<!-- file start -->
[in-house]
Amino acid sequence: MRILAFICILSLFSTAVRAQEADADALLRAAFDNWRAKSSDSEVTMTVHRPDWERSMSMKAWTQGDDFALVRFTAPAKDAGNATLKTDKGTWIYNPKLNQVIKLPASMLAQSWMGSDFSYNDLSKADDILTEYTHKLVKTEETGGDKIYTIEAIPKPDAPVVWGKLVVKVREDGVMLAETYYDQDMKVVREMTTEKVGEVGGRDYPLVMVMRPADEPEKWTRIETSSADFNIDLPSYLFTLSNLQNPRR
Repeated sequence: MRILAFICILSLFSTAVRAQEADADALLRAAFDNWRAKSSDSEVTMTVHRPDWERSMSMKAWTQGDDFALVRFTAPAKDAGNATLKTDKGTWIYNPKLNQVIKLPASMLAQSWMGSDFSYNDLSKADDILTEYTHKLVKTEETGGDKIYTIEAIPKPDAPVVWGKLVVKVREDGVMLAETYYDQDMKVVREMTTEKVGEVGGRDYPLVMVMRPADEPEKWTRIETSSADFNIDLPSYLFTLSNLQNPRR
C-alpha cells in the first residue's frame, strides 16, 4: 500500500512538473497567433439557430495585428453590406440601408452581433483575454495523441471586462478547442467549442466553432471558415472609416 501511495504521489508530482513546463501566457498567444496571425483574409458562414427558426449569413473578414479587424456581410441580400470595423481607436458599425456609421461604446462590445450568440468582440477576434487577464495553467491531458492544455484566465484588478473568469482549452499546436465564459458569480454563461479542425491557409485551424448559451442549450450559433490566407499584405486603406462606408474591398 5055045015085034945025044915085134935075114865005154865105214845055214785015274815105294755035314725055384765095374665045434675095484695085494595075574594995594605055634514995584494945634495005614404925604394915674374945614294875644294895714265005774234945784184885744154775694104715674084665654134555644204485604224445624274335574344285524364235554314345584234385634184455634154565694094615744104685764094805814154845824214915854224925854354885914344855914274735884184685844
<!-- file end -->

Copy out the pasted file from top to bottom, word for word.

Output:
[in-house]
Amino acid sequence: MRILAFICILSLFSTAVRAQEADADALLRAAFDNWRAKSSDSEVTMTVHRPDWERSMSMKAWTQGDDFALVRFTAPAKDAGNATLKTDKGTWIYNPKLNQVIKLPASMLAQSWMGSDFSYNDLSKADDILTEYTHKLVKTEETGGDKIYTIEAIPKPDAPVVWGKLVVKVREDGVMLAETYYDQDMKVVREMTTEKVGEVGGRDYPLVMVMRPADEPEKWTRIETSSADFNIDLPSYLFTLSNLQNPRR
Repeated sequence: MRILAFICILSLFSTAVRAQEADADALLRAAFDNWRAKSSDSEVTMTVHRPDWERSMSMKAWTQGDDFALVRFTAPAKDAGNATLKTDKGTWIYNPKLNQVIKLPASMLAQSWMGSDFSYNDLSKADDILTEYTHKLVKTEETGGDKIYTIEAIPKPDAPVVWGKLVVKVREDGVMLAETYYDQDMKVVREMTTEKVGEVGGRDYPLVMVMRPADEPEKWTRIETSSADFNIDLPSYLFTLSNLQNPRR
C-alpha cells in the first residue's frame, strides 16, 4: 500500500512538473497567433439557430495585428453590406440601408452581433483575454495523441471586462478547442467549442466553432471558415472609416 501511495504521489508530482513546463501566457498567444496571425483574409458562414427558426449569413473578414479587424456581410441580400470595423481607436458599425456609421461604446462590445450568440468582440477576434487577464495553467491531458492544455484566465484588478473568469482549452499546436465564459458569480454563461479542425491557409485551424448559451442549450450559433490566407499584405486603406462606408474591398 5055045015085034945025044915085134935075114865005154865105214845055214785015274815105294755035314725055384765095374665045434675095484695085494595075574594995594605055634514995584494945634495005614404925604394915674374945614294875644294895714265005774234945784184885744154775694104715674084665654134555644204485604224445624274335574344285524364235554314345584234385634184455634154565694094615744104685764094805814154845824214915854224925854354885914344855914274735884184685844